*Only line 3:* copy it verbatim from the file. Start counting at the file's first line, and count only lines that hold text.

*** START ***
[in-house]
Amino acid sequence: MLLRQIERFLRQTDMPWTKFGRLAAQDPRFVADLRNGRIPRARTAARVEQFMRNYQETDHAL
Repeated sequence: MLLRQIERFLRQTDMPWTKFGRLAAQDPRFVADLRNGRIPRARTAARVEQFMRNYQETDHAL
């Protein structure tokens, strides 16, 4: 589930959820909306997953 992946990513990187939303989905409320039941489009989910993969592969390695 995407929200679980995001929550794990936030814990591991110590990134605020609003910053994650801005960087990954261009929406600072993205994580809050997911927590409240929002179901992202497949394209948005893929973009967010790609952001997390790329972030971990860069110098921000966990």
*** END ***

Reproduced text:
Repeated sequence: MLLRQIERFLRQTDMPWTKFGRLAAQDPRFVADLRNGRIPRARTAARVEQFMRNYQETDHAL